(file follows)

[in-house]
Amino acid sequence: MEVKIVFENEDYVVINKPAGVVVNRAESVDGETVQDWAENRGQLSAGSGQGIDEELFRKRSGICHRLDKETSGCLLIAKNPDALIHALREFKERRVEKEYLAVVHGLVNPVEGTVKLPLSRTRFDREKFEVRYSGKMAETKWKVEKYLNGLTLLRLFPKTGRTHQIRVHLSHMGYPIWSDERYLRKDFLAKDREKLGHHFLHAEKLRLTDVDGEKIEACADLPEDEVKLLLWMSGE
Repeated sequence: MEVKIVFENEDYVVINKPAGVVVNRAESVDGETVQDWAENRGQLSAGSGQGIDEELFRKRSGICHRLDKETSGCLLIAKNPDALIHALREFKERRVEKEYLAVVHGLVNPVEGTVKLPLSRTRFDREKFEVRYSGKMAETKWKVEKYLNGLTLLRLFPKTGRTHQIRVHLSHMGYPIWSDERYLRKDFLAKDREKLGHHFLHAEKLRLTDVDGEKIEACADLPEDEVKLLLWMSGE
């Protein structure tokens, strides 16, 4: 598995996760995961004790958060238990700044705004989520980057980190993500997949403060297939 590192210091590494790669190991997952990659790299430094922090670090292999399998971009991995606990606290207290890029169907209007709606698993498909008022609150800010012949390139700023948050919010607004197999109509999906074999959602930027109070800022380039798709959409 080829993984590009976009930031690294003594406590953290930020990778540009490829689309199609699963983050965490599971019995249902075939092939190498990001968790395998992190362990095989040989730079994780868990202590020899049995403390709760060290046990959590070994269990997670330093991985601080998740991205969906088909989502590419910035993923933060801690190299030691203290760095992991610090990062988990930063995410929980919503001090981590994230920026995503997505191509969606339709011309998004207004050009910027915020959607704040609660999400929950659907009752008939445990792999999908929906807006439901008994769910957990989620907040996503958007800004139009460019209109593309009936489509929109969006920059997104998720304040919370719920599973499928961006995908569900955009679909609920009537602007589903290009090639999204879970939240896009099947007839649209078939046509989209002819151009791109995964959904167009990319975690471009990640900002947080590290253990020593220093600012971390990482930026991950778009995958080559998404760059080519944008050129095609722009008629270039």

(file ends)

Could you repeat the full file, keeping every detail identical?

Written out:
[in-house]
Amino acid sequence: MEVKIVFENEDYVVINKPAGVVVNRAESVDGETVQDWAENRGQLSAGSGQGIDEELFRKRSGICHRLDKETSGCLLIAKNPDALIHALREFKERRVEKEYLAVVHGLVNPVEGTVKLPLSRTRFDREKFEVRYSGKMAETKWKVEKYLNGLTLLRLFPKTGRTHQIRVHLSHMGYPIWSDERYLRKDFLAKDREKLGHHFLHAEKLRLTDVDGEKIEACADLPEDEVKLLLWMSGE
Repeated sequence: MEVKIVFENEDYVVINKPAGVVVNRAESVDGETVQDWAENRGQLSAGSGQGIDEELFRKRSGICHRLDKETSGCLLIAKNPDALIHALREFKERRVEKEYLAVVHGLVNPVEGTVKLPLSRTRFDREKFEVRYSGKMAETKWKVEKYLNGLTLLRLFPKTGRTHQIRVHLSHMGYPIWSDERYLRKDFLAKDREKLGHHFLHAEKLRLTDVDGEKIEACADLPEDEVKLLLWMSGE
């Protein structure tokens, strides 16, 4: 598995996760995961004790958060238990700044705004989520980057980190993500997949403060297939 590192210091590494790669190991997952990659790299430094922090670090292999399998971009991995606990606290207290890029169907209007709606698993498909008022609150800010012949390139700023948050919010607004197999109509999906074999959602930027109070800022380039798709959409 080829993984590009976009930031690294003594406590953290930020990778540009490829689309199609699963983050965490599971019995249902075939092939190498990001968790395998992190362990095989040989730079994780868990202590020899049995403390709760060290046990959590070994269990997670330093991985601080998740991205969906088909989502590419910035993923933060801690190299030691203290760095992991610090990062988990930063995410929980919503001090981590994230920026995503997505191509969606339709011309998004207004050009910027915020959607704040609660999400929950659907009752008939445990792999999908929906807006439901008994769910957990989620907040996503958007800004139009460019209109593309009936489509929109969006920059997104998720304040919370719920599973499928961006995908569900955009679909609920009537602007589903290009090639999204879970939240896009099947007839649209078939046509989209002819151009791109995964959904167009990319975690471009990640900002947080590290253990020593220093600012971390990482930026991950778009995958080559998404760059080519944008050129095609722009008629270039």